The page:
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A Doctor Responds to Questions About Multi Vitamins

DrSugar Answers: Taking a Multi-Vitamin?


DrSugar is in the house and answering your questions.

Hi DrSugar!
I'm 23 and if I am honest with myself about my diet, I don't think I am eating the recommended daily doses of vitamins and minerals. Could you provide some insight on the benefits and downsides of a daily multi-vitamin, or is it more beneficial to eat my vitamins in whole foods? Should a multi-vitamin include calcium and other women-focused nutrients, but I'd really appreciate your healthy opinion!
Thanks,
Needing a Vitamin

See what DrSugar has to say when read more.

Taking a trip down the vitamin aisle at the drug store is overwhelming, and if you read the advertisements you might feel like you are missing out on all sorts of important vitamins and minerals. The truth is that true vitamin deficiency is very rare in the modern world, even for those with strict dietary restrictions. Most of us have the good fortune of access to a wide variety of foods such as fruits, vegetables, grains, and dairy which provide all of the vital nutrients. Many of the foods we eat are also artificially fortified with nutrients. For example, table salt contains iodine, bread contains folate, milk commonly has vitamins A and D, and cereals often contain many different vitamins and minerals. There is some evidence that there is such a thing as “too much of a good thing” when it comes to certain vitamins. For example, too much vitamin A during pregnancy can be toxic to the growing fetus. In many cases it is also unclear how supra-normal doses of certain vitamins and minerals affect our bodies.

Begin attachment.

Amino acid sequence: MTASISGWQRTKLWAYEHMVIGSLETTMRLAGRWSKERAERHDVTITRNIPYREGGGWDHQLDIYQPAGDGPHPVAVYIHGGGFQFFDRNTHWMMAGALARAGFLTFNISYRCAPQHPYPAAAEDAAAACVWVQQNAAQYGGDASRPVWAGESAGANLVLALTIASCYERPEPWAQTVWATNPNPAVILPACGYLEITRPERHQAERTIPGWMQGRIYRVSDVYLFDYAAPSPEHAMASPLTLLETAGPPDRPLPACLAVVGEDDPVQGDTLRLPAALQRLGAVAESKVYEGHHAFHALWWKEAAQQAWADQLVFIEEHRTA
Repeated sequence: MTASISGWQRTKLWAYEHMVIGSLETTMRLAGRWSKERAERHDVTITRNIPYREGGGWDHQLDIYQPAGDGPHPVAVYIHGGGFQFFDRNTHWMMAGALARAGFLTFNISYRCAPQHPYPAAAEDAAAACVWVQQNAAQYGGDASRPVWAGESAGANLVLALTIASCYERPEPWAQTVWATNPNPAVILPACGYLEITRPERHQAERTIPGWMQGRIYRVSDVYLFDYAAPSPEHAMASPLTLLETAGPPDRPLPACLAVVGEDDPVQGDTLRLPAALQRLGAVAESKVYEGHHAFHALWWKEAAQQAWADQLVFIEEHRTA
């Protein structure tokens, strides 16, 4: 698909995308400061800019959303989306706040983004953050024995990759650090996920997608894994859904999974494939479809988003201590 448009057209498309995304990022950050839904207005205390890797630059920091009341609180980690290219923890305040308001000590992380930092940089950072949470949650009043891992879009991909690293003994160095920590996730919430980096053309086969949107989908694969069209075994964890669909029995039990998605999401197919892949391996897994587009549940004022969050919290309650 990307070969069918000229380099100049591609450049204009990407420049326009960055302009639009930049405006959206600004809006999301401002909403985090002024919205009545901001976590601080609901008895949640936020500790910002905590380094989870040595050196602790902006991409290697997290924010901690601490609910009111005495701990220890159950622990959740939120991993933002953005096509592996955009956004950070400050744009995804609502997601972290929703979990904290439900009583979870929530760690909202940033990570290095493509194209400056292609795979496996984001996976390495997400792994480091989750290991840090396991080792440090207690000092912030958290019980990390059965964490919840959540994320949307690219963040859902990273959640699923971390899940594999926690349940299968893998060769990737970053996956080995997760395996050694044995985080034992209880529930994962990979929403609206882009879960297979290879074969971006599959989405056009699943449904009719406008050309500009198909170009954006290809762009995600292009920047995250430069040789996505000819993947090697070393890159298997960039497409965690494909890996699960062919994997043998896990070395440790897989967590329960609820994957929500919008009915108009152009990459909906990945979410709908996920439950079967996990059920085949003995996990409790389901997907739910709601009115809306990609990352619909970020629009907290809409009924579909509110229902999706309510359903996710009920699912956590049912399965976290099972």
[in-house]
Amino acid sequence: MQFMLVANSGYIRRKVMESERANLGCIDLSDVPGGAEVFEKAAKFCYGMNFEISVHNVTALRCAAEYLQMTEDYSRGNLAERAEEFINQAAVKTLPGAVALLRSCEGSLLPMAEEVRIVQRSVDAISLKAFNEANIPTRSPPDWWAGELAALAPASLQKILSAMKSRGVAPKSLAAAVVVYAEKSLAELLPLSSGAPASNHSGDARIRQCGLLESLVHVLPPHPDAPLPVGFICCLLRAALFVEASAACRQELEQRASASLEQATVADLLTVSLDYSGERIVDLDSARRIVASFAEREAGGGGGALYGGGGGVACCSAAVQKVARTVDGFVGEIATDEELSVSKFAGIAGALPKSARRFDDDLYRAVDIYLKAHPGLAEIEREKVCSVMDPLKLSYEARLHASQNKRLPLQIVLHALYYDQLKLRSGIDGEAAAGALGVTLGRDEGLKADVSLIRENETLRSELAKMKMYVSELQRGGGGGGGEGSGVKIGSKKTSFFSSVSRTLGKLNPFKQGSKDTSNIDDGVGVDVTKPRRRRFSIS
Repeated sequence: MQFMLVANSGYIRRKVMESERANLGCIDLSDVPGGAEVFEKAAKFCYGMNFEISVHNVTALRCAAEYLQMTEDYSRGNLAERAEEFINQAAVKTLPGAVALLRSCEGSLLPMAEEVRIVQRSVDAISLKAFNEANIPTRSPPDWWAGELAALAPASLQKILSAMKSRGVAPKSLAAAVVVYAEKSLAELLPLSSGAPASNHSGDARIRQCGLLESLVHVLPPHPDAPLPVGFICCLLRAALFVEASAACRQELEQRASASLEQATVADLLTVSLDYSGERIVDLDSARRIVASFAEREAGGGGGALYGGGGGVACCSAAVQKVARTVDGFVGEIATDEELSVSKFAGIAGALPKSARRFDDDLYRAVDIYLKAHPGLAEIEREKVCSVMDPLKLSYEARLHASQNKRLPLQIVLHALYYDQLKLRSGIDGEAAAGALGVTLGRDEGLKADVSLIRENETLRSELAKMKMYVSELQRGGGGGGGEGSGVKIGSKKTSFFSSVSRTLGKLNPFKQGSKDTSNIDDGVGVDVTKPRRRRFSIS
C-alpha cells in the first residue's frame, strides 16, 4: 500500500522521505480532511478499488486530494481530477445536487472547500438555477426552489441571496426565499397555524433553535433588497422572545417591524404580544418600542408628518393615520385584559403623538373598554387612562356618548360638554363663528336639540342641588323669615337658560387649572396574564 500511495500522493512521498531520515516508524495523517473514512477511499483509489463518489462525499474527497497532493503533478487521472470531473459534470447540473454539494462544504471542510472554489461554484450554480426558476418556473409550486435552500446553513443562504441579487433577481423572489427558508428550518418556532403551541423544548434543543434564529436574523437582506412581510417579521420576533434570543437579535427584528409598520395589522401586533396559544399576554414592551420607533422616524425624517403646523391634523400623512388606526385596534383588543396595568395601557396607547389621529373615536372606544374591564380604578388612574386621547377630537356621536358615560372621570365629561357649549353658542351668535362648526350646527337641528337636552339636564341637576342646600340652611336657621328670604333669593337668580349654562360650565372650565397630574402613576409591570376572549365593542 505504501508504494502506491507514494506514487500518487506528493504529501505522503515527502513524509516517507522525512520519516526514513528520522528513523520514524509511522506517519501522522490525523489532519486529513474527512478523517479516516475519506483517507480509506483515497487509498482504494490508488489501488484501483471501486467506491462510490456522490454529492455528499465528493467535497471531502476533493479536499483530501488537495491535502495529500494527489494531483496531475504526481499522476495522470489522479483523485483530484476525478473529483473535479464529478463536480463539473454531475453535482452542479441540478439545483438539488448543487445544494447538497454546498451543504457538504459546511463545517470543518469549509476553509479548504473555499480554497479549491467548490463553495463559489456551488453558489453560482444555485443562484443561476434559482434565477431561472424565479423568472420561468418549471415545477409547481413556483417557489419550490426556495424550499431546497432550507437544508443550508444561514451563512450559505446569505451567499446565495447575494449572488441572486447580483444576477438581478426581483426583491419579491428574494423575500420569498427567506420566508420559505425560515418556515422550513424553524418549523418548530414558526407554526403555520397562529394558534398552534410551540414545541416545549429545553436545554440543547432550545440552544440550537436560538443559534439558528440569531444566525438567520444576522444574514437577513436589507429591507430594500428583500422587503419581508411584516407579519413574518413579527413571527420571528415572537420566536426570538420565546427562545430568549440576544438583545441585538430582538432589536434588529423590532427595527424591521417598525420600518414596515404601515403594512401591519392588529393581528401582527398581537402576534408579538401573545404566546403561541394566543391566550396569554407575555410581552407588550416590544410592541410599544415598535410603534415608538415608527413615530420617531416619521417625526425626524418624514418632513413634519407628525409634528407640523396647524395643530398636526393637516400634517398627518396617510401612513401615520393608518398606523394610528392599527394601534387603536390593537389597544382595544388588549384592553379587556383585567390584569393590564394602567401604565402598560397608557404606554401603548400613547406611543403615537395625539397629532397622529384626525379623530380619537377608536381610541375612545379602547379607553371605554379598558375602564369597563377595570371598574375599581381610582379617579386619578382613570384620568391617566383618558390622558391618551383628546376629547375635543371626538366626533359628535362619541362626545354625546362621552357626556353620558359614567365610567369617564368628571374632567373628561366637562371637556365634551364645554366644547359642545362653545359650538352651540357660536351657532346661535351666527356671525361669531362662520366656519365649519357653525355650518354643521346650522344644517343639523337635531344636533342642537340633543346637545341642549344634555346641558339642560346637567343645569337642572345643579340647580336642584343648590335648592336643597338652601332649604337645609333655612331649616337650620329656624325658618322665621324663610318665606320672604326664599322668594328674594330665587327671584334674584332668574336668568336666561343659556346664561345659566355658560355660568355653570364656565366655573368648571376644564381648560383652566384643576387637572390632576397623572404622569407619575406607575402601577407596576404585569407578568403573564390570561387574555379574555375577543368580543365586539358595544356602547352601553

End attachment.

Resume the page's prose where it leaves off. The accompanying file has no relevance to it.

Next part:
A well rounded diet is far and away the best method of obtaining the important vitamins and minerals that your body needs. The main exception to this concept is in regards to calcium and vitamin D supplementation for the prevention of osteoporosis. If your dietary intake of calcium is not around 1000mg it is important to supplement with calcium to promote bone growth and prevent osteoporosis. There are other studies that suggest fish oil can improve HDL cholesterol levels, which can possibly prevent heart disease. Multivitamins are also generally recommended for those with severe dietary restrictions, the elderly, or other illnesses that can affect the absorption of nutrients. Other than these few exceptions, dietary supplements can never replace the importance of a well rounded, balanced diet. NutritionData.com is a great resource that can be used to determine if your diet is providing the nutrients you need.

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DrSugar's posts are for informational purposes only and should not be considered medical advice, diagnosis, or treatment recommendations. Click here for more details.

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